What is essentially involved in this division is the acceptance, or the denial and rejection, of evidence-based rational thought, including the importance of critical thinking, that has, in a broad sense, been the extension of the Enlightenment, which arose in Europe (in particular France) several centuries ago. In that time, and since, the advance of science and important discoveries this has brought forward have given impetus to the questioning of religion in a way that was not really possible before, since many of these scientific discoveries clearly contradict long-entrenched religious scripture and dogma, and the scientific method rejects the recognition of things as “real” if concrete evidence for their existence cannot be shown, in the real material world. And, as emphasized by Ardea Skybreak, author of the very important book The Science of Evolution and the Myth of Creationism: Knowing What’s Real and Why It Matters, science provides plenty of evidence that human beings have invented every religion that exists anywhere in the world. (In a book consisting of an interview with Skybreak, Science and Revolution, she also emphasizes that, although at times “bad science” has been used for very negative purposes, including to promote racism, the actual scientific method itself provides the means for refuting this: “you can use rigorous scientific methods to prove that was all bad science.”)

It is true that science itself cannot put an end to religious belief, as shown by the fact that there are large numbers of religious people who consider themselves advocates of enlightenment and accept the discoveries and conclusions of science (up to a point at least) but insist that there is a realm of existence—involving a supernatural being, or beings—which is beyond the scope of science. And it is a fact that in general the representatives of the ruling class in this country, whether they are “liberal” or “conservative”—and whether they themselves personally believe in god or not—definitely regard religion as a crucial part of maintaining the “social cohesion” of the country on a capitalist basis, and work to promote religion, in particular Christianity, in one form or another. (They are all essentially practitioners of the statement attributed to Napoleon: society is impossible without inequality; inequality is impossible to maintain without a morality to justify it; and such a morality is impossible without religion.) Nevertheless (to paraphrase an important statement by the physicist Steven Weinberg), although science itself does not eliminate religious belief, it does provide a basis for people not to believe in god and to reject religion. This is in conflict with those who believe religion is necessary for an orderly and “moral” society, and all the more so with those who insist on a religious fundamentalism that is wildly out of keeping with reality and with a rational approach to reality.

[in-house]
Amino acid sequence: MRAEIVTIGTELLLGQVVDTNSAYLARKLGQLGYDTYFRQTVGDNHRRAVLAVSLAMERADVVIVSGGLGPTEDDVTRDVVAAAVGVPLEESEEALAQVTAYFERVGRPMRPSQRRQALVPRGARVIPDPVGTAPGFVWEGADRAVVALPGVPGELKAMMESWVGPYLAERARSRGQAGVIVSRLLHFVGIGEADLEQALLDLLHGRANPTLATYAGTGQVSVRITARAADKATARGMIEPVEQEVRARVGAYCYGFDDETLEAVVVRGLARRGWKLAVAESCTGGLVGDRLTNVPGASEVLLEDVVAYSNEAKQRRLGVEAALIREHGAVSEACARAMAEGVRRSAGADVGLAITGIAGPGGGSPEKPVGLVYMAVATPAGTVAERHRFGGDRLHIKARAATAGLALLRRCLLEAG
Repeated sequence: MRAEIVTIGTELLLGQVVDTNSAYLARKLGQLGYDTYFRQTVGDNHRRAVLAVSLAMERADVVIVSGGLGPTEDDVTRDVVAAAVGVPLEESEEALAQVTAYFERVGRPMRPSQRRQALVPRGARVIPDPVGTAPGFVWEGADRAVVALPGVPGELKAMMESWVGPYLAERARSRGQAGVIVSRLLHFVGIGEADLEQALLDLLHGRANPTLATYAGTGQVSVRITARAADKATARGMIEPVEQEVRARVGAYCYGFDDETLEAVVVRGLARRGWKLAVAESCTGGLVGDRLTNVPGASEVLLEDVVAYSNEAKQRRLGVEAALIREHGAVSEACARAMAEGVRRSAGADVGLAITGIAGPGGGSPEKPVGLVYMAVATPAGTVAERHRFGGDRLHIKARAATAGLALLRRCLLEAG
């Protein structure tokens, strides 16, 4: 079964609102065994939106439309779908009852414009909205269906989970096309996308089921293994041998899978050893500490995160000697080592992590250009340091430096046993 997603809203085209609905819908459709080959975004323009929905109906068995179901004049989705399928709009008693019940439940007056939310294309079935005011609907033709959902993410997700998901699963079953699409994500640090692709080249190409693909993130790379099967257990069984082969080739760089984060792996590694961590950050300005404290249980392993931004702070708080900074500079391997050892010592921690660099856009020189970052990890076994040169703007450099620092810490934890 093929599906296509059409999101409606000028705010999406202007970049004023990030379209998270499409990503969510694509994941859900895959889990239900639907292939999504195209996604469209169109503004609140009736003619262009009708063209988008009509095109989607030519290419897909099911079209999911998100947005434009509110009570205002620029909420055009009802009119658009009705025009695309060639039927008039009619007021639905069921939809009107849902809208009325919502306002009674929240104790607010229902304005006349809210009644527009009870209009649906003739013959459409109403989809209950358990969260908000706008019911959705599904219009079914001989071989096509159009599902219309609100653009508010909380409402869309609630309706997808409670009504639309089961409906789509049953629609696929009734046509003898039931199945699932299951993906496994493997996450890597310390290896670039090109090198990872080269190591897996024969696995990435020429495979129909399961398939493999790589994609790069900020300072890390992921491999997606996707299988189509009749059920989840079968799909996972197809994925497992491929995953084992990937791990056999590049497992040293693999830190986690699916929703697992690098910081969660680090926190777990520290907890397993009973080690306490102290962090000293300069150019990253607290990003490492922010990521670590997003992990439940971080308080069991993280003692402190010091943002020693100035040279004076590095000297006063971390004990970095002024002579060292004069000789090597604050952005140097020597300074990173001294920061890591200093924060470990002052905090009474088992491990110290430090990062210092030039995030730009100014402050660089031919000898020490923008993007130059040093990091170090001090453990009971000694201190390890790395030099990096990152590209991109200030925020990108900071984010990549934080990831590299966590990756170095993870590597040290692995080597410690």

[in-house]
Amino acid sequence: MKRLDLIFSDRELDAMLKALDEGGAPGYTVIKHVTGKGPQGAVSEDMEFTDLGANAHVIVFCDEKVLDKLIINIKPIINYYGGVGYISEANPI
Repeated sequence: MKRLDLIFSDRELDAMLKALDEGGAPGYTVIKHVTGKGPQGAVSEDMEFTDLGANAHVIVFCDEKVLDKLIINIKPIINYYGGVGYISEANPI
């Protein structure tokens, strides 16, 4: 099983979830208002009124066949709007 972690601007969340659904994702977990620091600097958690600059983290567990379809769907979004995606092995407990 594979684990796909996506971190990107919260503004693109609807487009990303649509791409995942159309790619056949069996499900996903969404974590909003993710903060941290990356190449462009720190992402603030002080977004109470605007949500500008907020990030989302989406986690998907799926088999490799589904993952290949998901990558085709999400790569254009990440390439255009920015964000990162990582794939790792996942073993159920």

Yet, while it is true that, in order to win their full emancipation, the masses of people in the world will ultimately need to cast off religious belief in general, it is important to emphasize that, in the world today, the polarization does not simply come down to those who have rejected religion in the name of enlightenment vs. those who cling to religious belief. An important polarization now is that between what can rightly be called decent people (including large numbers of religious people) who are opposed to injustice, and on the other hand those who are determined to revive and enforce traditional forms of oppression. In regard to all this, one of the important questions is whether people come to embrace, or reject, two distinguishing qualities: largeness of mind and generosity of spirit.